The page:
at each angular orientation about an examination region, selecting detected rays of penetrating radiation that intersect a geometric center point of each oblique surface; and iteratively identifying rays of penetrating radiation which are tangent to surface rings extending outward from the geometric center point of each oblique surface. 20. The method according to where penetrating radiation data does not exists, interpolating closest adjacent rays tangent to the oblique surface rings between the center point and an outer radius of region of interest. 21. The method according to 22. A computed tomography (CT) scanner comprising:
a first gantry which defines an examination region; a rotating gantry mounted on the first gantry for rotation about the examination region; a source of penetrating radiation arranged on the rotating gantry for rotation therewith, said source of penetrating radiation emitting a cone-shaped beam of radiation that passes through the examination region as the rotating gantry rotates; a subject support which holds a subject being examined at least partially within the examination region, wherein at least one of the first gantry and the subject support is translated such that the subject passes through the examination region while the rotating gantry is rotated and the source of penetrating radiation follows a helical path relative to the subject; a two-dimensional array of radiation detectors arranged to receive the radiation emitted from the source of penetrating radiation after it has traversed the examination region; a reconstruction processor which reconstructs images of the subject from data collected by the two-dimensional array of radiation detectors, said reconstruction processor including:
a control processor which defines a plurality of oblique surfaces, said oblique surfaces being defined by the intersection of the cone-shaped beam of radiation and a portion of the subject;
an interpolator which identifies non-redundant rays of penetrating radiation that pass through the oblique surfaces;
a first data processor which weights the data corresponding to the identified non-redundant rays;
a second data processor which receives the data from the first data processor and performs a two-dimensional convolution on the data; and,
a backprojector which receives the data from the second data processor and two-dimensionally backprojects it into an image memory; and,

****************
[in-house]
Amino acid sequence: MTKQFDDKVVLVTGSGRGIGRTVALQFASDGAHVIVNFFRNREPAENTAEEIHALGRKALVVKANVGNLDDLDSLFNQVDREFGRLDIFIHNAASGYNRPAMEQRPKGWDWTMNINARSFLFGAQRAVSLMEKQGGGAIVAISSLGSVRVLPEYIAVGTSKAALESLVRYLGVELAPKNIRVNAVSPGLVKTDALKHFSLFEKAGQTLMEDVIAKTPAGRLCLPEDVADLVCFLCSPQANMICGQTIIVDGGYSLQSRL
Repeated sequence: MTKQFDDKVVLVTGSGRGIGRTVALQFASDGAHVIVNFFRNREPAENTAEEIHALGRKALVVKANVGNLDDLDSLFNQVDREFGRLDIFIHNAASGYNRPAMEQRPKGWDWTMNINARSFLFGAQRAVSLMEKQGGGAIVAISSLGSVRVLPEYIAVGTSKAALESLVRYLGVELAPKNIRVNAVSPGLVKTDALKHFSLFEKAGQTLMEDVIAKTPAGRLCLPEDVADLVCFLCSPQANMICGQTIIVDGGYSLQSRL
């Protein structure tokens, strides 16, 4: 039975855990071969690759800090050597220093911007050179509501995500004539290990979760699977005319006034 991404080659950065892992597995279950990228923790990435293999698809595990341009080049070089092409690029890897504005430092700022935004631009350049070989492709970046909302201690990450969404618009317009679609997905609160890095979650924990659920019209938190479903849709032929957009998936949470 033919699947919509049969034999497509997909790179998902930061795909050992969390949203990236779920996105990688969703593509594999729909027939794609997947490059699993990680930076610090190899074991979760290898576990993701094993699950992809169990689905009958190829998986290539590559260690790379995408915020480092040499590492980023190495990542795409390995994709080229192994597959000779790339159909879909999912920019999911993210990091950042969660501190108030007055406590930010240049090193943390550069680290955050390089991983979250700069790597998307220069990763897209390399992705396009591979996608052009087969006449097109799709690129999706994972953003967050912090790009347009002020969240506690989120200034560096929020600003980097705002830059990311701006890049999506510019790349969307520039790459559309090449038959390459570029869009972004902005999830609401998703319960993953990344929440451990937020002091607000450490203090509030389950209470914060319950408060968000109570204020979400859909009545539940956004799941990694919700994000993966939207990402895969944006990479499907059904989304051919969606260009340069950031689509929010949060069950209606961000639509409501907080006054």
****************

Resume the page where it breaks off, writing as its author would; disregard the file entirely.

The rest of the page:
a human-viewable display which accesses the image memory to display reconstructed images of the subject. 23. The CT scanner according to 24. The CT scanner according to at each sampling position, identifies rays of penetration radiation that intersect at a center point of each oblique surface; iteratively identifies pixels outward from the center point of each oblique surface to an outward radius of a reconstruction cylinder, said outward pixels forming a plurality of oblique surface rings; and, iteratively identifies rays of penetrating radiation which are tangent to each of the plurality of oblique surface rings. 25. The CT scanner according to Description [0001] The present invention relates to the art of image reconstruction. It finds particular application in conjunction with reconstructing x-ray transmission data from computed tomography (CT) scanners which move a cone-beam or wedge beam of radiation along a helical trajectory, and will be described with particular reference thereto. However, it is to be appreciated that the present invention will also find application in conjunction with the reconstruction of data from CT scanners, nuclear cameras, and other diagnostic scanners that process data representing nonparallel trajectories. [0002] Conventionally, spiral or helical CT scanners include an x-ray source which projects a thin slice or beam of penetrating radiation. The x-ray source is mounted for rotational movement about a subject that is translated along the axis of rotation. An arc or ring of radiation detectors receive radiation which has traversed the subject. Data from the radiation detectors represents a single spiraling slice through the subject. The data from the detectors is reconstructed into a three-dimensional image representation. [0003] Current helical CT scanners with two or three detector rings improve data acquisition speed and permit thin slab scanning. Several 3-D image reconstruction techniques for reconstructing data from helical cone or wedge beam systems have been suggested. For example, commonly assigned U.S. Pat. No. 5,625,660 to Tuy discloses an image reconstruction technique for helical partial cone-beam data in which the data stream is divided into two parts which are processed separately and then recombined. In addition, other similar reconstruction techniques process a single data stream. These three-dimensional reconstruction techniques generally involve increased computational load and complexity. This is due to the fact that these reconstruction techniques perform “true 3D reconstruction,” involving a 3D backprojection of convolved projections. [0004] In contrast, current 2D helical reconstruction techniques enjoy decreased computational load and simplicity. However, current 2D helical reconstruction techniques limit the number of rings or cone angle over which accurate reconstructions can be obtained. An additional difficulty with reconstruction of spiral cone or wedge beam data is the elimination of redundant rays of data. [0005] The present invention contemplates a new and improved image reconstruction technique which overcomes the above-referenced problems and others. [0006] In accordance with one aspect of the present invention, a method of volumetric image reconstruction includes collecting partial cone beam data in two-dimensional arrays at a plurality of sampling positions, where the collected data corresponds to rays of radiation which diverge in two dimensions from a common vertex as the vertex travels along a continuous path. A plurality of two-dimensional oblique surfaces are defined throughout a region of interest and rays of radiation which pass through the plurality of oblique surfaces are defined. The data from the identified rays is reconstructed into a reconstruction cylinder having an axis along a z-direction. A volume data set is generated from the reconstructed oblique surface data. [0007] In accordance with another aspect of the present invention, a method of diagnostic imaging includes generating penetrating radiation and the receiving the penetrating radiation with two-dimensional radiation detectors along a plurality of divergent rays, where the rays are focused at a common origin vertex and diverge in two dimensions. The vertex is rotated along at least an arc segment of a helical path. The radiation detectors are sampled at a plurality of angular increments along the helical arc segment to generate a plurality of two-dimensional projection views, where each view includes a two-dimensional array of data values and each data value corresponds to one of the divergent rays. A first and last oblique surface are defined, where the first and last oblique surfaces are formed by the intersection of a cone beam of penetrating radiation and the region of interest. A plurality of additional oblique surfaces are defined, where the plurality of oblique surfaces are at least one of rotated and translated with respect to the first oblique surface. Projection views corresponding to each oblique surface are weighed and a two-dimensional convolution of the projection view data is computed. The convolved projection data corresponding to each oblique surface is two-dimensionally backprojected into a volumetric image memory. [0008] In accordance with another aspect of the present invention, a method of selecting non-redundant rays of penetrating radiation during a computed tomography scan is provided where the non-redundant rays from a plurality of oblique surfaces for two-dimensional reconstruction into a volumetric image representation. The method includes at each angular orientation about an examination region, selecting detected rays of penetrating radiation that intersect a geometric center point of each oblique surface. The method further comprises interatively identifying rays of penetrating radiation which are tangent to surface rings extending outward from the geometric center point of each oblique surface. [0009] In accordance with a more limited aspect of the present invention, the method includes where penetrating radiation data does not exist, interpolating closest adjacent rays tangent to the oblique surface rings between the center point and an outer radius of the region of interest. [0010] In accordance with another aspect of the present invention, a computed tomography scanner includes a first gantry which defines an examination region and a rotating gantry mounted to the first gantry for rotation about the examination region. A source of penetrating radiation is arranged on the rotating gantry for rotation therewith. The source of penetrating radiation emit a cone-shaped beam of radiation that passes through the examination region as the rotating gantry rotates. A subject support holds a subject being examined at least partially within the examination region, wherein at least one of the first gantry and the subject support is translated such that the subject passes through the examination region while the rotating gantry is rotated and the source of penetrating radiation follows a helical path relative to the subject. A two dimensional array of radiation detectors is arranged to receive the radiation emitted from the source of penetrating radiation after it has traversed the examination region. A reconstruction processor reconstructs images of the subject from data collected by the two-dimensional array of radiation detectors. The reconstruction processor includes a control processor which defines a plurality of oblique surfaces, where the oblique surfaces are defined by the intersection of the cone-shaped beam of radiation and a portion of the subject, and an interpolator which identifies non-redundant rays of penetrating radiation that pass through the oblique surfaces. A first data processor weights the data corresponding to the identified non-redundant rays and a second data processor receives data from the first data processor and performs a two-dimensional convolution on the data. A backprojector receives the data from the second data processor and two-dimensionally backprojects it into an image memory. The CT scanner further includes a human-viewable display which accessed an image memory to display to display reconstructed images of the subject. [0011] One advantage of the present invention is increased efficiency in both the scan and reconstruction process. [0012] Another advantage of the present invention is that it provides accurate reconstruction for larger area cone beam projections. [0013] Another advantage of the present invention is that it enjoys greater computational simplicity. [0014] Yet another advantage of the present invention resides in the ability to achieve a three-dimensional volumetric reconstruction using conventional two-dimensional reconstruction techniques. [0015] Other benefits and advantages of the present invention will become apparent to those skilled in the art upon a reading and understanding of the preferred embodiments. [0016] The invention may take form in various components and arrangements of components, and in various steps and arrangements of steps. The drawings are only for purposes of illustrating preferred embodiments and are not to be construed as limiting the invention. [0017]FIG. 1 is a diagrammatic illustration of a computerized tomographic (CT) diagnostic system in accordance with aspects of the present invention; [0018]FIG. 2A is an expanded sagittal view of a reconstruction cylinder having a radius r [0019]FIG. 2B is an expanded three-dimensional view of a reconstruction cylinder of FIG. 2A with a cone beam of radiation superimposed at three locations along the z-direction; [0020]FIG. 2C is an axial view of the reconstruction cylinder shown in FIGS. 2A and 2B; [0021]FIG. 2D is a diagrammatic illustration of the oblique surface derivation in accordance with the present invention; [0022]FIG. 3 is a flow chart illustrating the interpolation method in accordance with the present invention; and, FIGS. [0023] With reference to FIG. 1, a computed tomography (CT) scanner [0024] A subject support [0025] In the illustrated fourth generation CT scanner, a plurality of rings of radiation detectors [0026] In a source cone geometry, an array of detectors which span the radiation [0027] The radiation detectors [0028] In detector view geometry, each view or two-dimensional array of data represents a cone of rays having its vertex at one of the radiation detectors [0029] A gantry acquisition memory board [0030] More particularly, the reconstruction processor [0031] As described above, the radiation source [0032] With reference to FIG. 2D and continuing reference to FIG. 1, once the oblique surfaces are defined [0033] for r [0034] where: [0035] W(θ [0036] Z [0037] Δθ(r [0038] With reference to FIG. 3, the interpolator [0039] This process defines a plurality of oblique surfaces throughout the reconstruction cylinder C, which are stored [0040] In order to adequately sample the volume, the spacing between the reconstructed surfaces along the z-axis is selected to be no more than one-half the effective z-axis resolution (≦Δz/2). The maximum dispersion occurs at the radius r (maximum z-axis deviation from the surface at radius r [0041] where Δz is the effective z-axis resolution. It should be appreciated that maximum dispersion tolerances are of lesser importance in embodiments where three-dimensional reconstruction algorithms are employed because of the far greater accuracy present in the three-dimensional embodiments. [0042] The interpolated rays defining each reconstructed surface are weighted W(θ) by an appropriately smooth weighting function, such that the weights of all opposing rays sum to unity, with all other rays having a weighting factor of one. That is, rays which travel substantially the same trajectory in opposite directions are replaced by an average of the two. Because the dispersion factor increases with helical pitch, a maximum value of the dispersion factor can be used to define the maximum pitch of the helix that accurately reconstructs the cylinder of radius r [0043] Once the end surfaces of the reconstruction cylinder are defined, the leading and trailing collimation of the cone beam are also defined. All non-zero weighted projections, required to reconstruct each oblique surface, map to a detector surface [0044] It should be appreciated that a thin slab, such as 3-6 substantially parallel rows, may be defined instead of a two-dimensional oblique surface. In this embodiment, once the rays or radiation passing through a surface are identified, the adjoining rays, fore and aft, in the appropriate direction are considered as passing through two parallel surfaces of a slab. [0045] Referring again to FIG. 1, a first data processor [0046] It should be appreciated that the interpolated projections corresponding to each surface may be interpolated into either fan-beam or parallel-beam projections, depending on the density of views collected in one revolution of the helix. [0047] Once the oblique surfaces are reconstructed, the reconstruction cylinder C may be re-sampled onto an orthogonal matrix C(x,y,z) by interpolating the reconstructed surfaces S(x,y,z) for each (x,y) value along the z-direction. In other words C(x,y,z) is mapped from the reconstructed surface matrix S(x,y,z(x,y)). [0048] It should be appreciated that tradeoffs may be made between the dispersion factor and helical pitch. For example, for the same dispersion at radius r [0049] With reference to FIGS. [0050] Following rebinning [0051] The oblique surface projections are two-dimensionally backprojected [0052]FIG. 4B provides an alternate embodiment which provides tradeoffs in image quality and requires the addition of linear depth weighting during the two-dimensional backprojection. More particularly, data is collected [0053] Following rebinning [0054] The oblique surface projections are V-weighted, two-dimensionally backprojected [0055]FIG. 4C illustrates an alternate embodiment which is particularly accurate for large cone angles. More particularly, data is collected [0056] Following rebinning [0057]FIG. 4D illustrates an alternate embodiment which is analogous to the embodiment illustrated in FIG. 4C where the oblique surfaces are defined as planar surfaces. More particularly, data is collected [0058] Following rebinning [0059] Following the convolution, the dZ(U) required to backproject onto the plane at z=z [0060]FIG. 4E illustrates an alternate embodiment which is analogous to the embodiment illustrated in FIG. 4C where views are rebinned into wedge projections. More particularly, data is collected [0061] Following rebinning [0062] Following the interpolation, dZ(U) required to backproject onto a surface at z=z [0063]FIG. 4F illustrates aln alternate embodiment which is analogous to the embodiment illustrated in FIG. 4E where the oblique surfaces are defined as planar surfaces. More particularly, data is collected [0064] Following rebinning [0065] Following the interpolation, the dZ(U) required to backproject onto the plane at z=z [0066] It should be appreciated that the oblique surface derivation is the same for embodiments where two-dimensional convolution and backprojection algorithms are applied as for embodiments where corresponding three-dimensional reconstruction algorithms are applied. Further, applying a three-dimensional backprojection algorithm to the defined surfaces provides greater accuracy and requires a minimal set of projections for complete image reconstruction. [0067] The invention has been described with reference to the preferred embodiment. Modifications and alterations will occur to others upon a reading and understanding of the preceding detailed description. It is intended that the invention be construed as including all such modifications and alterations insofar as they come within the scope of the appended claims or the equivalents thereof. Referenced by